A quick bio break at 4am on the road to Agra nets us a coffee and a chai masala tea. The coffee, with cream and sugar, is the sweetest and richest coffee I have ever drank. The chai masala is made without water, just milk and tea. Apparently the secret to local chai is ground ginger and grind black pepper mixed in with the tea that is steeped in milk. It’s served in a small clay cup, which is a one-time use disposable according to our guide. Though I’m not clear why chai masala would be served indisposable clay, but coffee in styrofoam.
When in Asia…
Modern French bistro decor and soft jazz. Lots of white brick with dark wood and simple framed black and white photos. This is clearly not Chinese! We found ourselves in Nha Trang, a Vietnamese restaurant that’s becoming popular in Hong Kong. Perusing through the English menu found all our usual American Vietnamese delights like Pho and Banh Mi, plus some more Chinified dishes.
I started with my favorite Vietnamese iced coffee, but double-shot to wake me up. Also shown, a sweet drink with orange candied orange peel and candied pineapple which was too sweet and could really have benefitted from the tartness of fresh pineapple.
My wife went with a noodle soup, with a broth a little richer than typical pho. Filled with tender slices of pork, beef, fish cake, and all the usual proteins. The noodles had perfect texture and the broth savory and slightly sweet and spicy – simultaneously rich and light. I was scared by the mention of fish paste in the broth, but I found it amazing!
For myself I selected the pork chop banh mi. They warned me it would take an extra 15 minutes, which surprised me. How long does it take to assemble a sandwich? It didn’t actually take that long, probably because they grabbed pork that had already been cooked – it was clearly not “sizzling” as the menu described. Still good, with a great crispy crust baguette and crispy pork. Too much mayo though kinda killed it all leaving it a bit bland.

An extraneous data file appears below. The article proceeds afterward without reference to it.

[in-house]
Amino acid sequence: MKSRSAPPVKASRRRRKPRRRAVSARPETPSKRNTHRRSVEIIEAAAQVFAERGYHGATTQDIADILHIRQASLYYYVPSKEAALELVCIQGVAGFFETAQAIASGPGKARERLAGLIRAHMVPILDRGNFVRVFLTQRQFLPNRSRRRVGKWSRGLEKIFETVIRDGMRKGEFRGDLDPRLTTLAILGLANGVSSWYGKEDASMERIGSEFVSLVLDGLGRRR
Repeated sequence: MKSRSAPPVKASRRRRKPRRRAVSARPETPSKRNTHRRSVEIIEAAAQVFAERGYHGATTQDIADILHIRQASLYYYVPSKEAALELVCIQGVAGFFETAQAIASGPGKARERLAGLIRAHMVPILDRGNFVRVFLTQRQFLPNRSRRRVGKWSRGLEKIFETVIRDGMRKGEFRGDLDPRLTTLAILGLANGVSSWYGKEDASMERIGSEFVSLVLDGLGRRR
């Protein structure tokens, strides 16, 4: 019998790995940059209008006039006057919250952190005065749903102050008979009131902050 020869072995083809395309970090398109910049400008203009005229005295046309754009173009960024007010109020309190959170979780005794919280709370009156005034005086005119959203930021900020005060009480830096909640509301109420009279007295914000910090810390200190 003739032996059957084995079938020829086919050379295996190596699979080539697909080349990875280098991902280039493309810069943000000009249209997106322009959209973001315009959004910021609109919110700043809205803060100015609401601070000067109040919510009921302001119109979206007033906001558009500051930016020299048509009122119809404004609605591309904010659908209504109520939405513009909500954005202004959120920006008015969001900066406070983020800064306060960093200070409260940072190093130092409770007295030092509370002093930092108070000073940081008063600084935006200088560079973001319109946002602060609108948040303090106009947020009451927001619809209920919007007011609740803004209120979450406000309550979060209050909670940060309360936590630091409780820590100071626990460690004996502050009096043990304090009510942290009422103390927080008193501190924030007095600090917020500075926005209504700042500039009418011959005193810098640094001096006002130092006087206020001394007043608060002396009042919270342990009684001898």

So how does Hong Kong Vietnamese compare to the American stuff? While I’ve had much better banh mi sandwiches stateside, I don’t think I’ve ever had pho that could top the rich stuff found here. I guess proximity does help somewhat.
Let’s see how great this famous coffee really is
Posted from Indianapolis, Indiana, United States.
Finally, a Dunkin Donuts. I’ve been itching to try them for a while now, especially since their coffee repeatedly wins tasting polls.
Pearl is a fan if their donut holes, so we picked up one of each:
Glazed – ehh, nothing special, good balance of glaze to cake though
Chocolate – rich and creamy, definitely the best of the bunch.
Powdered – not too sweet, fresh crisp taste
Cinnamon powdered – nice variant on the traditional powdered
Pumpkin – mostly cinnamon and allspice, not much pumpkin flavor
Apple raspberry jelly – nice fluffy cake and jelly has some nice tartness to it. But hard to identify apple or raspberry flavors. Tastes like jello.
Coffee is good. Default cream and sugar levels are perfect. Slight hint of chickory, and the roast flavor clearly comes through. Even without all the crazy flavor add-ins, I can see why people pick this as their favorite. Nothing exotic, just simple comforting flavor.
If I was around, I’d stop in again for the coffee.